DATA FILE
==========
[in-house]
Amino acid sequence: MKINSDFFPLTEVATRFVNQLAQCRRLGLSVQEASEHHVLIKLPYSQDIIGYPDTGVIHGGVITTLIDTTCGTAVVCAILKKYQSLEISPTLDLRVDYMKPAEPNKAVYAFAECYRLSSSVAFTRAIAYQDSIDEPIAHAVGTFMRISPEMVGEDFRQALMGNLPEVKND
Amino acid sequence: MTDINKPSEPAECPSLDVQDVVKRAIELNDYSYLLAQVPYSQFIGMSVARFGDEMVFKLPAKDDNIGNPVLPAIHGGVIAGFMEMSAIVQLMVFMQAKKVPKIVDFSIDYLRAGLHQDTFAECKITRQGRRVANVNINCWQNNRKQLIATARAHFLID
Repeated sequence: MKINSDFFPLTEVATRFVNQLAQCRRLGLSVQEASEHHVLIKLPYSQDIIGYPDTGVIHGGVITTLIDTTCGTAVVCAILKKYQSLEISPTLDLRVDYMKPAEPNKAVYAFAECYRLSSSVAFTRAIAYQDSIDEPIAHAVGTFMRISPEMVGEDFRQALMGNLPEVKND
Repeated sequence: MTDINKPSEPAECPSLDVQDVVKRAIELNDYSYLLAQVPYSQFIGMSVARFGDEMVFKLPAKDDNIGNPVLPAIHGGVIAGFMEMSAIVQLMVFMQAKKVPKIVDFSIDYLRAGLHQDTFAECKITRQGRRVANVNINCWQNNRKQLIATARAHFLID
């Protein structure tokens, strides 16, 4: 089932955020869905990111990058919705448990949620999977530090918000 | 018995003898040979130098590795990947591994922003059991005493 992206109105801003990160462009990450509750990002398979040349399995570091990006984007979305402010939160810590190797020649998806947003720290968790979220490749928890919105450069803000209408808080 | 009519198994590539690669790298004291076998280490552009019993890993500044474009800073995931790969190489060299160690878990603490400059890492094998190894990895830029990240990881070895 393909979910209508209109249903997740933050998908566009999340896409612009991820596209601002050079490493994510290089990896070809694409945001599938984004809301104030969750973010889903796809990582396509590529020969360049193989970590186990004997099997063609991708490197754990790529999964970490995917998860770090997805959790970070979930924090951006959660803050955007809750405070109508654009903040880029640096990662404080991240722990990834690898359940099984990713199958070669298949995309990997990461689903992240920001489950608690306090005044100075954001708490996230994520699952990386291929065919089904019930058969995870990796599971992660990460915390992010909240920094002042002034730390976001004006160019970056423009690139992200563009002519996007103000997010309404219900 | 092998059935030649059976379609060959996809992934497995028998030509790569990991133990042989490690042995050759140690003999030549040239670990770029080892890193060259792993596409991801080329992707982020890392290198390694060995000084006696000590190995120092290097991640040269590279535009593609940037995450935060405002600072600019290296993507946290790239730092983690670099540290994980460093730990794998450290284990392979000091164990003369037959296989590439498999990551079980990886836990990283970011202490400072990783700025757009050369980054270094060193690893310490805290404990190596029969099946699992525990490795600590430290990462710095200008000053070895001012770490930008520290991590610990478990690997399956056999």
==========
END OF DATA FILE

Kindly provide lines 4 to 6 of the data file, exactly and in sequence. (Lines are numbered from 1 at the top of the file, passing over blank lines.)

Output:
Repeated sequence: MKINSDFFPLTEVATRFVNQLAQCRRLGLSVQEASEHHVLIKLPYSQDIIGYPDTGVIHGGVITTLIDTTCGTAVVCAILKKYQSLEISPTLDLRVDYMKPAEPNKAVYAFAECYRLSSSVAFTRAIAYQDSIDEPIAHAVGTFMRISPEMVGEDFRQALMGNLPEVKND
Repeated sequence: MTDINKPSEPAECPSLDVQDVVKRAIELNDYSYLLAQVPYSQFIGMSVARFGDEMVFKLPAKDDNIGNPVLPAIHGGVIAGFMEMSAIVQLMVFMQAKKVPKIVDFSIDYLRAGLHQDTFAECKITRQGRRVANVNINCWQNNRKQLIATARAHFLID
């Protein structure tokens, strides 16, 4: 089932955020869905990111990058919705448990949620999977530090918000 | 018995003898040979130098590795990947591994922003059991005493 992206109105801003990160462009990450509750990002398979040349399995570091990006984007979305402010939160810590190797020649998806947003720290968790979220490749928890919105450069803000209408808080 | 009519198994590539690669790298004291076998280490552009019993890993500044474009800073995931790969190489060299160690878990603490400059890492094998190894990895830029990240990881070895 393909979910209508209109249903997740933050998908566009999340896409612009991820596209601002050079490493994510290089990896070809694409945001599938984004809301104030969750973010889903796809990582396509590529020969360049193989970590186990004997099997063609991708490197754990790529999964970490995917998860770090997805959790970070979930924090951006959660803050955007809750405070109508654009903040880029640096990662404080991240722990990834690898359940099984990713199958070669298949995309990997990461689903992240920001489950608690306090005044100075954001708490996230994520699952990386291929065919089904019930058969995870990796599971992660990460915390992010909240920094002042002034730390976001004006160019970056423009690139992200563009002519996007103000997010309404219900 | 092998059935030649059976379609060959996809992934497995028998030509790569990991133990042989490690042995050759140690003999030549040239670990770029080892890193060259792993596409991801080329992707982020890392290198390694060995000084006696000590190995120092290097991640040269590279535009593609940037995450935060405002600072600019290296993507946290790239730092983690670099540290994980460093730990794998450290284990392979000091164990003369037959296989590439498999990551079980990886836990990283970011202490400072990783700025757009050369980054270094060193690893310490805290404990190596029969099946699992525990490795600590430290990462710095200008000053070895001012770490930008520290991590610990478990690997399956056999």